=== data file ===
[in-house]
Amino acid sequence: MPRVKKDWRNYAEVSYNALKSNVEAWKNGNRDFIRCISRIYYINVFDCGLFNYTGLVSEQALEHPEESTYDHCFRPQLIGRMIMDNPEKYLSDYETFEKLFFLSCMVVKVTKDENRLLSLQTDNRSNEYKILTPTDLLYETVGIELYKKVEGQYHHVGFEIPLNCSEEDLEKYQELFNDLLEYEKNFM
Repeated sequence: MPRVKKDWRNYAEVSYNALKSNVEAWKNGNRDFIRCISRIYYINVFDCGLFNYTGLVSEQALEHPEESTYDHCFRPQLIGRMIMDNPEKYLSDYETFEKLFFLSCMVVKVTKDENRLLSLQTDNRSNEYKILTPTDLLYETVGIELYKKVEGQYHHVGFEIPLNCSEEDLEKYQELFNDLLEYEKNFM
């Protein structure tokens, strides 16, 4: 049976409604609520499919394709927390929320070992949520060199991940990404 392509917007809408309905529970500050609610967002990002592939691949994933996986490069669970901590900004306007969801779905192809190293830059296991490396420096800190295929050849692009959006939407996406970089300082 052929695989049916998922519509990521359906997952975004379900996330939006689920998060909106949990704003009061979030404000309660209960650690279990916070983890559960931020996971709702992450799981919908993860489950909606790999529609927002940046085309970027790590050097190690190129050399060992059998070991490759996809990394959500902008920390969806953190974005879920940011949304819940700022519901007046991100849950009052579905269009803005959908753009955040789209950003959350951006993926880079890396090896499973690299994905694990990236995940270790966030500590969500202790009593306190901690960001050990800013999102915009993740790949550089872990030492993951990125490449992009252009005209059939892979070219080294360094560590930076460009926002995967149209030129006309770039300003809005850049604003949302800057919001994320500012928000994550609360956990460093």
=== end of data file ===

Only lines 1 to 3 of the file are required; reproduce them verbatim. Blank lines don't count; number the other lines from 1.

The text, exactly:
[in-house]
Amino acid sequence: MPRVKKDWRNYAEVSYNALKSNVEAWKNGNRDFIRCISRIYYINVFDCGLFNYTGLVSEQALEHPEESTYDHCFRPQLIGRMIMDNPEKYLSDYETFEKLFFLSCMVVKVTKDENRLLSLQTDNRSNEYKILTPTDLLYETVGIELYKKVEGQYHHVGFEIPLNCSEEDLEKYQELFNDLLEYEKNFM
Repeated sequence: MPRVKKDWRNYAEVSYNALKSNVEAWKNGNRDFIRCISRIYYINVFDCGLFNYTGLVSEQALEHPEESTYDHCFRPQLIGRMIMDNPEKYLSDYETFEKLFFLSCMVVKVTKDENRLLSLQTDNRSNEYKILTPTDLLYETVGIELYKKVEGQYHHVGFEIPLNCSEEDLEKYQELFNDLLEYEKNFM